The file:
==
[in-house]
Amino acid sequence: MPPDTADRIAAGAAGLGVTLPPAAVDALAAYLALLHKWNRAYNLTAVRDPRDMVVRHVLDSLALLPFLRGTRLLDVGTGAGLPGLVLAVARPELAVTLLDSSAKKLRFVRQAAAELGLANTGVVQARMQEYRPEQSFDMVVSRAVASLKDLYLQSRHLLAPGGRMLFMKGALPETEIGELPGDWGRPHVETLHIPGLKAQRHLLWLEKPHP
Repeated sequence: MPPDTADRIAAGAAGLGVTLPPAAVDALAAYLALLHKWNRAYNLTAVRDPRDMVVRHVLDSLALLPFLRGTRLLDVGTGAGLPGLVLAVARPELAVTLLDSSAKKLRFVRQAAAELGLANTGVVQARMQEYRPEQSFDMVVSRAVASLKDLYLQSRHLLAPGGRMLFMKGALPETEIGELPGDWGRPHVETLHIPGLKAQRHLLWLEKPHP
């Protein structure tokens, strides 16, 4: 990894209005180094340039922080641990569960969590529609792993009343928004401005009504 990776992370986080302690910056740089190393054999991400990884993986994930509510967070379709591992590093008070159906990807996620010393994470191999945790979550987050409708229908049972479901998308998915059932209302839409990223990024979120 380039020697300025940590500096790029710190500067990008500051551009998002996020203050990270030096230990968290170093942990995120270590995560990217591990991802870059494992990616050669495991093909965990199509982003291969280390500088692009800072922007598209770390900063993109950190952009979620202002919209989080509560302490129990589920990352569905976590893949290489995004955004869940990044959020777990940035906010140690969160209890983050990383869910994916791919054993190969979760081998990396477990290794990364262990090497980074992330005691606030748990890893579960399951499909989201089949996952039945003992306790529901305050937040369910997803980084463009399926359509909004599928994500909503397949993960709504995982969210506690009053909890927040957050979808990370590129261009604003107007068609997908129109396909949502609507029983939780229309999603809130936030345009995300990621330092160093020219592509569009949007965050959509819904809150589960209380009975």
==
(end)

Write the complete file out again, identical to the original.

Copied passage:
[in-house]
Amino acid sequence: MPPDTADRIAAGAAGLGVTLPPAAVDALAAYLALLHKWNRAYNLTAVRDPRDMVVRHVLDSLALLPFLRGTRLLDVGTGAGLPGLVLAVARPELAVTLLDSSAKKLRFVRQAAAELGLANTGVVQARMQEYRPEQSFDMVVSRAVASLKDLYLQSRHLLAPGGRMLFMKGALPETEIGELPGDWGRPHVETLHIPGLKAQRHLLWLEKPHP
Repeated sequence: MPPDTADRIAAGAAGLGVTLPPAAVDALAAYLALLHKWNRAYNLTAVRDPRDMVVRHVLDSLALLPFLRGTRLLDVGTGAGLPGLVLAVARPELAVTLLDSSAKKLRFVRQAAAELGLANTGVVQARMQEYRPEQSFDMVVSRAVASLKDLYLQSRHLLAPGGRMLFMKGALPETEIGELPGDWGRPHVETLHIPGLKAQRHLLWLEKPHP
């Protein structure tokens, strides 16, 4: 990894209005180094340039922080641990569960969590529609792993009343928004401005009504 990776992370986080302690910056740089190393054999991400990884993986994930509510967070379709591992590093008070159906990807996620010393994470191999945790979550987050409708229908049972479901998308998915059932209302839409990223990024979120 380039020697300025940590500096790029710190500067990008500051551009998002996020203050990270030096230990968290170093942990995120270590995560990217591990991802870059494992990616050669495991093909965990199509982003291969280390500088692009800072922007598209770390900063993109950190952009979620202002919209989080509560302490129990589920990352569905976590893949290489995004955004869940990044959020777990940035906010140690969160209890983050990383869910994916791919054993190969979760081998990396477990290794990364262990090497980074992330005691606030748990890893579960399951499909989201089949996952039945003992306790529901305050937040369910997803980084463009399926359509909004599928994500909503397949993960709504995982969210506690009053909890927040957050979808990370590129261009604003107007068609997908129109396909949502609507029983939780229309999603809130936030345009995300990621330092160093020219592509569009949007965050959509819904809150589960209380009975």